Attorney General Eric H. Holder Jr. clashed Thursday with congressional Republicans seeking more information about a flawed gun-trafficking investigation in Arizona.
Lawmakers at a House Judiciary Committee hearing asked Holder what he knew in advance of public disclosure of a so-called gun-walking tactic in early 2011. As part of Operation Fast and Furious, agents were told to forego immediate arrests of suspected straw purchasers of guns and instead try to track the guns to higher-ups in gun-smuggling rings. Such a tactic is normally barred under Justice Department policy.
Agents lost track of hundreds of guns that flowed south to Mexico, where many were recovered at crime scenes. Two such guns were found in the United States at the scene of the killing of border agent Brian Terry.
Holder told the committee he became aware of the gun-walking tactic at the same time as the public and that he found out "about the same time" that guns found at the scene of Terry's death were part of Operation Fast and Furious.
Holder has faced off repeatedly with Rep. Darrell Issa, R-Calif., and other Republicans in recent months over his handling of the aborted firearms investigation. Issa's committee has prepared a contempt citation against Holder but not voted on it yet, applying pressure for more documents on Operation Fast and Furious.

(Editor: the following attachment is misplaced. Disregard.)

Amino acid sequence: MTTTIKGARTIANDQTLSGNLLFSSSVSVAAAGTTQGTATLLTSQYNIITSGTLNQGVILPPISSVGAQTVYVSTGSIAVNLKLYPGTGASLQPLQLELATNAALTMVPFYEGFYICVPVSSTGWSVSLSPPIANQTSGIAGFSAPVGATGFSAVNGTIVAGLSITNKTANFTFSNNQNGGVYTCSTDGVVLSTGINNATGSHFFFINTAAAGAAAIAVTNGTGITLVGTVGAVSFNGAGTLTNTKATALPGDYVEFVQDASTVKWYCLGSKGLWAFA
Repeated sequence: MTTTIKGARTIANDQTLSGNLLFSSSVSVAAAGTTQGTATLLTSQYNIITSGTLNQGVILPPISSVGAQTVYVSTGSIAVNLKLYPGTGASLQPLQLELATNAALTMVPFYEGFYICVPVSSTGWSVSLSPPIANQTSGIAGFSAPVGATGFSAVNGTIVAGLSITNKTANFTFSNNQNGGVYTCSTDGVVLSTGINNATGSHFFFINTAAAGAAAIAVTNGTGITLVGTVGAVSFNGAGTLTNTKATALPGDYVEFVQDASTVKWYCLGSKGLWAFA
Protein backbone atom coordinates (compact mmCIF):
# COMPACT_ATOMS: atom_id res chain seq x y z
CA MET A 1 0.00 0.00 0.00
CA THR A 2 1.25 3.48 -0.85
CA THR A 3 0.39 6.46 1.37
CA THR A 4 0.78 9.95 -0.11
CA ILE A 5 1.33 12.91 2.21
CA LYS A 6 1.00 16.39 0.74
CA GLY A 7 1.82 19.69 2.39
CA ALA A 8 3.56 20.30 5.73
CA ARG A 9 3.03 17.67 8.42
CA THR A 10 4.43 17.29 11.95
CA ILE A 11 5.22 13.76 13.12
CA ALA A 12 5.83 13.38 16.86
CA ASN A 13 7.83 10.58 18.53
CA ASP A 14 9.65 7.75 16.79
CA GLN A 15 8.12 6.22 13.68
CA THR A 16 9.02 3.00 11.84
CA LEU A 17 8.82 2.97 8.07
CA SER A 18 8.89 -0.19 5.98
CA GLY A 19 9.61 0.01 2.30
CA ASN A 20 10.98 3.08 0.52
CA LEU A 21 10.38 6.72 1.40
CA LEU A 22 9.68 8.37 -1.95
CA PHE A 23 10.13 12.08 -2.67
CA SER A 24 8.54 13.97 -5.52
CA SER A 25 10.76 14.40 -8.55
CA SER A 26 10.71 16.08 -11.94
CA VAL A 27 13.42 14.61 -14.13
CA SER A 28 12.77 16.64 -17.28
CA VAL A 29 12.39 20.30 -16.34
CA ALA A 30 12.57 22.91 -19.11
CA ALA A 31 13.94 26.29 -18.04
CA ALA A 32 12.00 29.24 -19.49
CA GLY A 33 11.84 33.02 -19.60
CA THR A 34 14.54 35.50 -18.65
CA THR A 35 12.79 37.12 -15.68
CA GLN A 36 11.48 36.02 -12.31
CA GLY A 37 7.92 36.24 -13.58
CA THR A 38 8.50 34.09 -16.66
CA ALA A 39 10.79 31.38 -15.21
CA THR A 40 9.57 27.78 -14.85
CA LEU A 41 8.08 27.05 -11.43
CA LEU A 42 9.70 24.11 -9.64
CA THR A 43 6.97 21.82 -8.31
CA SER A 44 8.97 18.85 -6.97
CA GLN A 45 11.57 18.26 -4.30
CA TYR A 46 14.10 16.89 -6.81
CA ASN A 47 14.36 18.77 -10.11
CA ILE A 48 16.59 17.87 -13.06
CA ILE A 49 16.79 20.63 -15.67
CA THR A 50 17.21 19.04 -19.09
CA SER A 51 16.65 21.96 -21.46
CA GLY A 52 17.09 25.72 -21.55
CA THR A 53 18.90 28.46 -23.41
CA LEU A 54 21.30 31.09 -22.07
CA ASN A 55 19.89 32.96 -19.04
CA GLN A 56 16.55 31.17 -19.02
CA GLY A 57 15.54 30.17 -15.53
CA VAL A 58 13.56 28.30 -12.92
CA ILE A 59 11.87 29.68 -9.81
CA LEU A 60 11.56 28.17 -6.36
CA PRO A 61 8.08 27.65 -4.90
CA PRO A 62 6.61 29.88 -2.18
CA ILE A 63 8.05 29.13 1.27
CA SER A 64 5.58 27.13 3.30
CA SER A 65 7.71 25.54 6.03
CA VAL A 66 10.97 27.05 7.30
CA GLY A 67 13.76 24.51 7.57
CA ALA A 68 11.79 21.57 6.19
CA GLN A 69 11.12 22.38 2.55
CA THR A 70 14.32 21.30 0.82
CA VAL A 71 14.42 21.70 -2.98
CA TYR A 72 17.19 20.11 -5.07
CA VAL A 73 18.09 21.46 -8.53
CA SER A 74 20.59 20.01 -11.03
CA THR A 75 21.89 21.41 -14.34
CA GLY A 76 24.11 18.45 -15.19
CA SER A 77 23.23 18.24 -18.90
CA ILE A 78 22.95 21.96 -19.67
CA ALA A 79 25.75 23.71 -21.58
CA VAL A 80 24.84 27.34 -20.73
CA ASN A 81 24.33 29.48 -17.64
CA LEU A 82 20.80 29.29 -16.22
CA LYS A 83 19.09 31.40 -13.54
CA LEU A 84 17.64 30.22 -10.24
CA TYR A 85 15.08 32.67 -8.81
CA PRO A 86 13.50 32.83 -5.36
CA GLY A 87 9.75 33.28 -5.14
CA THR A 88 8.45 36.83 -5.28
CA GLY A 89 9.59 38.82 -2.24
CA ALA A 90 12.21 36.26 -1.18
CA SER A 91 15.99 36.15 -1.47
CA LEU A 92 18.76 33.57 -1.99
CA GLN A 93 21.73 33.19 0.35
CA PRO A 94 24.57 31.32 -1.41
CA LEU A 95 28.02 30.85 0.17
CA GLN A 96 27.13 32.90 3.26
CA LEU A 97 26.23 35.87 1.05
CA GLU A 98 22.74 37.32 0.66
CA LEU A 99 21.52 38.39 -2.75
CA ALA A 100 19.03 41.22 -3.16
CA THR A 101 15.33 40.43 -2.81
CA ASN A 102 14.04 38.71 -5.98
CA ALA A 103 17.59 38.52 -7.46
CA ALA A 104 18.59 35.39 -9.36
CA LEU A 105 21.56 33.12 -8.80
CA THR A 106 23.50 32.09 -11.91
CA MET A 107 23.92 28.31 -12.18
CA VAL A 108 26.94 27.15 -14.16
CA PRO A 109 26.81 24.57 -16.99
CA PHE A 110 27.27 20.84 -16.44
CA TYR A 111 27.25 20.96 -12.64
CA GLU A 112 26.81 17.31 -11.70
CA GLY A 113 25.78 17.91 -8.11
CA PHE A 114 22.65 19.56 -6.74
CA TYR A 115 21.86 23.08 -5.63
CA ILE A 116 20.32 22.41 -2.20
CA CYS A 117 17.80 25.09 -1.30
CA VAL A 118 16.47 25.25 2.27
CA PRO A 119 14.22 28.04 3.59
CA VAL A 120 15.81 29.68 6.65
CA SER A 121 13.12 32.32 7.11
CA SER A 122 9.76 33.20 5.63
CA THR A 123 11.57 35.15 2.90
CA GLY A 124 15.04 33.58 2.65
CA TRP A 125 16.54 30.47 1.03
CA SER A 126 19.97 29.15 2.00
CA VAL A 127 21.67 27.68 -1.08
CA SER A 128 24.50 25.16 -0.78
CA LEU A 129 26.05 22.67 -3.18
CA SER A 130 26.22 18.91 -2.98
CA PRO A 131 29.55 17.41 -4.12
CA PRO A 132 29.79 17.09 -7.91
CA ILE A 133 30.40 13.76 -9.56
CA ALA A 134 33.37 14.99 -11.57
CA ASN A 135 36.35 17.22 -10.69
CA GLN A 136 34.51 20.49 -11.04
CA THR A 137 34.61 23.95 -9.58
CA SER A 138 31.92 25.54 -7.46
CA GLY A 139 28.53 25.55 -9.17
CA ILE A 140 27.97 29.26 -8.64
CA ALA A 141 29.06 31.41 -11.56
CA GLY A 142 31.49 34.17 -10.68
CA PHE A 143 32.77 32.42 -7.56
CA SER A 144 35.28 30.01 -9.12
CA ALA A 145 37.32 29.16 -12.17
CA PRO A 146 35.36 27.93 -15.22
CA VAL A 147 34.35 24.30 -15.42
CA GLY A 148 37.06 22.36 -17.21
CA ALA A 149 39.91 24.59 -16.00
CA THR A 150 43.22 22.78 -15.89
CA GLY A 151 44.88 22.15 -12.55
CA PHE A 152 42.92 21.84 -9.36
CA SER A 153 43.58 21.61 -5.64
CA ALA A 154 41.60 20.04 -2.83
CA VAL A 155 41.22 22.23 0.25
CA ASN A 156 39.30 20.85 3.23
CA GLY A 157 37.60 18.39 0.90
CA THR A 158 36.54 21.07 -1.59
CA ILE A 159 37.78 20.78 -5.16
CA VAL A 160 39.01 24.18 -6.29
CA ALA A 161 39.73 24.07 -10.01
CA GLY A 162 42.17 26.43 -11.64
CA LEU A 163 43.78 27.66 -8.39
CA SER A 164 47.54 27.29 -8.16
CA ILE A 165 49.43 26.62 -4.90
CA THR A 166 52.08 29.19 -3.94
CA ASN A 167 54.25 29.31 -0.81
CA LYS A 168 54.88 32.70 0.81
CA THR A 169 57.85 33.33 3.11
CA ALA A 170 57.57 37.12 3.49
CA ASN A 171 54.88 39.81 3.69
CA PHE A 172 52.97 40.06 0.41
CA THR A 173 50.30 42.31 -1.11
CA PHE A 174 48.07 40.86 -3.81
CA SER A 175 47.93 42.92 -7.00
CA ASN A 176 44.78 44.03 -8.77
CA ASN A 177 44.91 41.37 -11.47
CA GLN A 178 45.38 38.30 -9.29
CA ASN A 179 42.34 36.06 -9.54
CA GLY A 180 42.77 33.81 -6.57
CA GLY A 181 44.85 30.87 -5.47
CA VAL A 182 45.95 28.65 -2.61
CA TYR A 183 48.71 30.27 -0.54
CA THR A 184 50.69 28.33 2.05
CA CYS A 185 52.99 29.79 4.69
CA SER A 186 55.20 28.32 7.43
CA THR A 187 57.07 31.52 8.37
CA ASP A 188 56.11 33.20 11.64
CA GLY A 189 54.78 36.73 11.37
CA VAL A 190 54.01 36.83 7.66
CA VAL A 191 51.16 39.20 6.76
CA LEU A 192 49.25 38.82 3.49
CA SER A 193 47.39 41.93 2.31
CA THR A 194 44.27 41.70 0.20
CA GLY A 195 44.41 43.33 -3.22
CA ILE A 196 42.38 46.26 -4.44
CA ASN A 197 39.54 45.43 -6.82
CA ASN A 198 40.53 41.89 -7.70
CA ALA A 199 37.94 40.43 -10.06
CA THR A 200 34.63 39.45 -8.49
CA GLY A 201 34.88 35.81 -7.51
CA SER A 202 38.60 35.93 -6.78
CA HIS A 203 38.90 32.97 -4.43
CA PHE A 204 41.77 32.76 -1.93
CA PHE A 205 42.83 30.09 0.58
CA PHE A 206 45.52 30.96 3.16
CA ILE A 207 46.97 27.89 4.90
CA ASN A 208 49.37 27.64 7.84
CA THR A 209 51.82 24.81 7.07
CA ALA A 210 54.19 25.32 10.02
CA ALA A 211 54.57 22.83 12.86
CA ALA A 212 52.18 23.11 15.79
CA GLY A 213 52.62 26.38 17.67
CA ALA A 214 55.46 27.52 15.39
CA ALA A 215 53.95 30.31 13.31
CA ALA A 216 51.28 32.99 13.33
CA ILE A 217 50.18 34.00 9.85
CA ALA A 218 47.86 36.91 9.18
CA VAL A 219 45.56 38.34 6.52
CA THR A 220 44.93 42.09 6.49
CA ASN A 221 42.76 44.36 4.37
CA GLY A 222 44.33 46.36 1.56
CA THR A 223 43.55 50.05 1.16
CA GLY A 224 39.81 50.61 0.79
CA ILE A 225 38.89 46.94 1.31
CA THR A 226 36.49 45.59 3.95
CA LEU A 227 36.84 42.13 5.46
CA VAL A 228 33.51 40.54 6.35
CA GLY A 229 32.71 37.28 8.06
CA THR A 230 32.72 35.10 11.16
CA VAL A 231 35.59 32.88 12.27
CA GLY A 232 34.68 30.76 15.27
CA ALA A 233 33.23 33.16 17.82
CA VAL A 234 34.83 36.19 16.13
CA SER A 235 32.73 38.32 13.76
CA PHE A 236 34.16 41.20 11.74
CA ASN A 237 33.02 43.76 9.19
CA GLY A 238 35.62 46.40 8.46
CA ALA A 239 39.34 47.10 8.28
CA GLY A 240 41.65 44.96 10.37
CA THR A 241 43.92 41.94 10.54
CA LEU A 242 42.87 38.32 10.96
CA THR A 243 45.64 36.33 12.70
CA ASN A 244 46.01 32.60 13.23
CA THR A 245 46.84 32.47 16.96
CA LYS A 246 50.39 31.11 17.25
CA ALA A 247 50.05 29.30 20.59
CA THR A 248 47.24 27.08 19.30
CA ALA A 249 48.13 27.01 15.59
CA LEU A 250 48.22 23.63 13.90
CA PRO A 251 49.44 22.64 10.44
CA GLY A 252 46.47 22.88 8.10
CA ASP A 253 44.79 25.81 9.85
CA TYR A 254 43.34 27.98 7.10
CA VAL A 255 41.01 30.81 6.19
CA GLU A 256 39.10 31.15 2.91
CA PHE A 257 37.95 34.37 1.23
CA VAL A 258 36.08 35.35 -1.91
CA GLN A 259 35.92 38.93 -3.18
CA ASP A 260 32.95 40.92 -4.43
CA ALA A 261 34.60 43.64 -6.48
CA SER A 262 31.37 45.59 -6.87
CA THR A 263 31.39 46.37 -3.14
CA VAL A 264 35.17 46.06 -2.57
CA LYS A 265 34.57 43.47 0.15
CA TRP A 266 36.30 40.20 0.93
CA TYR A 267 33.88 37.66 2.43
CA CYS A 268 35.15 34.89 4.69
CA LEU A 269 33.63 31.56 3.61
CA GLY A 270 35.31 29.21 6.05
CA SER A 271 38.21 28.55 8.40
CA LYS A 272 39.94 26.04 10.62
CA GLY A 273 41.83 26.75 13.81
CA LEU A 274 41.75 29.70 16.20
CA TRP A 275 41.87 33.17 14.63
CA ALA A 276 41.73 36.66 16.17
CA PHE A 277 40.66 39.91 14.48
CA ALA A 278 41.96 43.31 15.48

Holder said the Justice Department has cooperated fully with congressional investigators and turned over 7,600 pages of material to Congress about the operation.
"Look, I don't want to hear about the 7,600," snapped Issa, chairman of the House Oversight and Government Reform Committee that is investigating the operation. Issa has been Holder's frequent sparring partner during recent gun-walking hearings.
Issa said Thursday that wiretap applications in Operation Fast and Furious indicate that a number of key individuals at the Justice Department were responsible for the use of the gun-walking tactic.
"I've read them," replied Holder, adding that he disagreed with Issa's conclusions. The material on the wiretaps is sealed in a federal court, but Issa said the committee obtained the applications from whistle-blowers cooperating with his investigation.
Committee chairman Lamar Smith of Texas asked for the identity of the highest-level official in the Obama administration who knew gun-walking was taking place. Holder replied that the operation began in law enforcement offices in Arizona and that he was not at all certain beyond that.
"I don't think anybody in Washington knew about those tactics," said the attorney general.
The Justice Department's inspector general is looking into who knew.
At Thursday's hearing, House Democrats placed on record letters urging Issa not to pursue Holder's contempt citation. The letters included notes from Philadelphia Police Commissioner Charles Ramsey, the National Organization of Black Law Enforcement Executives, the survivors of the mass shooting in Tucson that wounded former Rep. Gabrielle Giffords and the National Action Network headed by the Rev. Al Sharpton.